Past Olympic Athletes >> Georg Hackl

Luge

Georg Hackl

Date of birth

1966-09-09

Birthplace

Berchtesgaden (West Germany)

Height

172 cm

Weight

80.0 kg

Olympic Games (5 medals - 3 gold, 2 silver)

  • Singles: 1st (1992, 1994, 1998), 2nd (1988, 2002), 7th (2006)

World Championships (21 medals - 10 gold, 9 silver, 2 bronze)

  • Singles: 1st (1989, 1990, 1997), 2nd (1991, 1993, 1995, 1996, 2001, 2004, 2005), 3rd (2000)
  • Team: 1st (1991, 1993, 1995, 2000, 2001, 2003, 2005), 2nd (1996, 1997), 3rd (1999)

European Championships (10 medals - 6 gold, 3 silver, 1 bronze)

  • Singles: 1st (1988, 1990, 1996), 2nd (1994, 2000), 3rd (1992)
  • Team: 1st (1992, 2000, 2002), 2nd (1994)

World Cup

  • Overall singles title: 1st (1989, 1990), 2nd (1991, 1999, 2001, 2003, 2004, 2005), 3rd (1992, 1994, 1996, 2000, 2002)

King of the luge

By winning the singles luge event at the Winter Olympics in 1992, 1994 and 1998, Georg Hackl became only the sixth athlete to win the gold medal in the same discipline at three consecutive Games.

However his fourth straight Olympic triumph escaped him in Salt Lake City as his great rival Armin Zoggeler of Italy won a tense duel, with Hackl settling for silver.

Adding that silver to his collection made him the first athlete at either the Summer or Winter Games to win a medal in the same discipline at five straight Olympiads.

He hurtled down a track for the first time as a fearless 10-year-old, and by the time he was 22 had his first major win under his belt, the 1988 European championship.

Without the lightning-fast start that other competitors can achieve he has closed the gap by keeping himself at the peak of fitness and relying on his muscular physique to maintain an aerodynamic position on his sled at all times.

As well as his Olympic exploits, he won world titles in 1989, 1990 and 1997 and finished his career with two overall World Cup crowns as well, topping the table in 1989 and 1990.

Steel concentration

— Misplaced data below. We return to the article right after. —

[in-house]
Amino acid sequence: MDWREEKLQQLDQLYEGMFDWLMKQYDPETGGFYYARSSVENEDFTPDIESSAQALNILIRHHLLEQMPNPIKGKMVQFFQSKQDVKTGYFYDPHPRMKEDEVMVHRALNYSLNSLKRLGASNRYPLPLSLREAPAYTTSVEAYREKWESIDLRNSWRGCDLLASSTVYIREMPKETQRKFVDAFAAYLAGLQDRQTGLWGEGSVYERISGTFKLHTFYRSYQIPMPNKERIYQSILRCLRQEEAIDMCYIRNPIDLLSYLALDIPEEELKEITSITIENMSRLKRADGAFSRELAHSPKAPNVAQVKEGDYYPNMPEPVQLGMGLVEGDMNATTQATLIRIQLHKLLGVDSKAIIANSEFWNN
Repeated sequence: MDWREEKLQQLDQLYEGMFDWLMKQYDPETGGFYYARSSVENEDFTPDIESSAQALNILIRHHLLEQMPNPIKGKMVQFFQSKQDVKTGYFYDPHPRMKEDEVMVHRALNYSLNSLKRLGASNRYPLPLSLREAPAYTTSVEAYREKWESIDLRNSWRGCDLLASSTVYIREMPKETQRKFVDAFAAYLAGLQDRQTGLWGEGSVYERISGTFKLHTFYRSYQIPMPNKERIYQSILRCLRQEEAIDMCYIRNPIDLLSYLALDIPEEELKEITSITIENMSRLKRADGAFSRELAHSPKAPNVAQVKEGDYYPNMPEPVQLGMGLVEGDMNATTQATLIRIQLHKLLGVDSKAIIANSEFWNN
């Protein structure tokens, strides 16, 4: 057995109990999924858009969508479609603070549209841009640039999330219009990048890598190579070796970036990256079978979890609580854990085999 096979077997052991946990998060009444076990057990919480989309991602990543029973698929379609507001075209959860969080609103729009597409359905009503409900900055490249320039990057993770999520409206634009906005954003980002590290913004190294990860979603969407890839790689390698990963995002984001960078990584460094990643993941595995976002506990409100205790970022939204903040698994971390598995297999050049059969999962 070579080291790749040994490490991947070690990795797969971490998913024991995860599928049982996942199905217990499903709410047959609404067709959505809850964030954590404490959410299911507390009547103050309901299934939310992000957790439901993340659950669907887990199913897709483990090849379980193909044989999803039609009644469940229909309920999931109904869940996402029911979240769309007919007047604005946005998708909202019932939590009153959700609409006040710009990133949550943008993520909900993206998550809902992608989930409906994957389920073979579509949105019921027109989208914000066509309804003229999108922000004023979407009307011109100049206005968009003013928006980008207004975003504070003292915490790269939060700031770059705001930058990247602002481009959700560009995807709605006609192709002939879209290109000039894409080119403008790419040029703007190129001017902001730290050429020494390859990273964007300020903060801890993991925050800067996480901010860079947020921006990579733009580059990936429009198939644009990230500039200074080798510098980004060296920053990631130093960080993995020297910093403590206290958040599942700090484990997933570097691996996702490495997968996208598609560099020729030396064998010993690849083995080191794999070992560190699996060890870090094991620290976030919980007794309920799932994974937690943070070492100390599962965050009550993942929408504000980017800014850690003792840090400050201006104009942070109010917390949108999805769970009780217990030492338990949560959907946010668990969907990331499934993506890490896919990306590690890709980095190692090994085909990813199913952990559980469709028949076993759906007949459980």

According to his coach Thomas Schwaben, Hackl "runs through every single aspect of a race in his mind, so that when he actually starts his run the most crucial part is as good as over for him. His mental preparation is phenomenal. Psychologists say it could not be better."

A locksmith by trade before he joined the army, Hackl is easy-going unless riled.

When a daily newspaper referred to him in 1992 as lacking in intelligence, Hackl sued for libel and won.

Hackl qualified for the German team and his third place finish in the 2002 World Cup title race confirmed that Hackl was not ready to give up his Olympic crown without a very determined fight.

Proving that he's still at the top of the sport he finished second during the World Cup campaigns in 2003 and 2004 and won another silver at the 2004 world championships behind young compatriot David Moller.

In 2005 at the world championships in Park City, he finished second for the seventh time at the expense once again of Zoggeler, but ahead of Moller.

He fared better in the team event helping Germany to a fifth straight title.

He was selected for Turin despite a string of injuries in the 2005-2006 run up season when the German bobsleigh federation declared they were convinced he would make the podium and thereby become the first athlete to win medals at six straight Olympiads.

However he could only manage 7th on the Turin track, a disaster by his standards as Zoggeler again took gold. But as he approached his 40th birthday and left the sport for good after 19 seasons, few can argue that Hackl will go down as one of the legends of the luge.

Copyright 2008 Agence France-Presse.



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